COPIA Makes Cuts to Alleviate Debt
Napa cultural center makes cuts to reduce a multimillion dollar debt.
COPIA: the American Center for Wine, Food & the Arts, which has struggled financially since opening in 2001, is cutting a third of its staff and selling off part of its grounds, in an effort to stanch a debt that is running at $10 million annually.
The Napa cultural center, which was founded by Robert Mondavi, will lay off 25 of its 85 employees, a move COPIA's president, Arthur Jacobus, hopes will generate $3 million in savings.
Most of the pink slips will be given to full-time security guards who watched over the center's art collection, according to COPIA's head wine curator, Peter Marks. "We've realized that people don't come to Napa for art, they come for wine, food and lifestyle. So we're cutting back on exhibitions." Part of the gallery space will be dedicated to hosting conferences. Paring back on art will also translate into energy savings, since temperature and humidity controls no longer will be needed as intensely.
The good news for wine and food lovers is that those departments will largely be untouched. The wine division lost only one part-time employee, "and we're streamlined for the future," Marks says.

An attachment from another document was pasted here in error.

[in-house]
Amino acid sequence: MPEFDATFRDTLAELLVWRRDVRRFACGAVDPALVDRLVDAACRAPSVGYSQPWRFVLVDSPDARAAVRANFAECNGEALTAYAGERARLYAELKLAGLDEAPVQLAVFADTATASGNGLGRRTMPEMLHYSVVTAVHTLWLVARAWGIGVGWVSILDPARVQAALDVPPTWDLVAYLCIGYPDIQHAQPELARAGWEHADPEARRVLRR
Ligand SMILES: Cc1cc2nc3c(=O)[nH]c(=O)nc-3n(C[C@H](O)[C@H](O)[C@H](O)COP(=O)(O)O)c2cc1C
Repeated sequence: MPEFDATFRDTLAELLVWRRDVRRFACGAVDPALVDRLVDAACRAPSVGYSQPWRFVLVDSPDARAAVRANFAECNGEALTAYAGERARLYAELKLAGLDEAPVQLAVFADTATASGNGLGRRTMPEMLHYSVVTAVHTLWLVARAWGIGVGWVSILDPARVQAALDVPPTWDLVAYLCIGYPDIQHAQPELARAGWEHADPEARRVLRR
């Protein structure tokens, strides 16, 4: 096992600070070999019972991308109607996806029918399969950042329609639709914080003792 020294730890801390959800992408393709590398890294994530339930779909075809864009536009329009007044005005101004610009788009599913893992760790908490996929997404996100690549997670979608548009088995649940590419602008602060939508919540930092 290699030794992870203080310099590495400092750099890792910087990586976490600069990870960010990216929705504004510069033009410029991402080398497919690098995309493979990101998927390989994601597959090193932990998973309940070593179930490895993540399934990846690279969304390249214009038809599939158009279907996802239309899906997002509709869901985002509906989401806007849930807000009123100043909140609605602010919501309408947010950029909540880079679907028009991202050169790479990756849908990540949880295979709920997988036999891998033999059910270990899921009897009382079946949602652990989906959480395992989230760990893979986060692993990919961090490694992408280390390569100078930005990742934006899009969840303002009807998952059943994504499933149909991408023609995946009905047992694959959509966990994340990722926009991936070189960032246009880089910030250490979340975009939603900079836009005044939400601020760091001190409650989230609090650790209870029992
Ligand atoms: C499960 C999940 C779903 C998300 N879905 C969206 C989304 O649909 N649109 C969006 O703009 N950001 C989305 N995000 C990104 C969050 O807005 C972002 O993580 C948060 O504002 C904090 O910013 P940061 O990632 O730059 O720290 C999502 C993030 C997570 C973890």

COPIA never really attracted the crowds its founders had anticipated, partly because of its location, on the wrong side of Napa from downtown. But things may be changing. Next summer, the Oxbow Public Market, modeled after San Francisco's wildly successful Ferry Plaza Marketplace, will open. Adjacent to COPIA, the market is expected to lure in hoards of shoppers, leading Marks to make a rosy prediction. "In a few years, COPIA will be a gold mine. This will give us a new lease on life."
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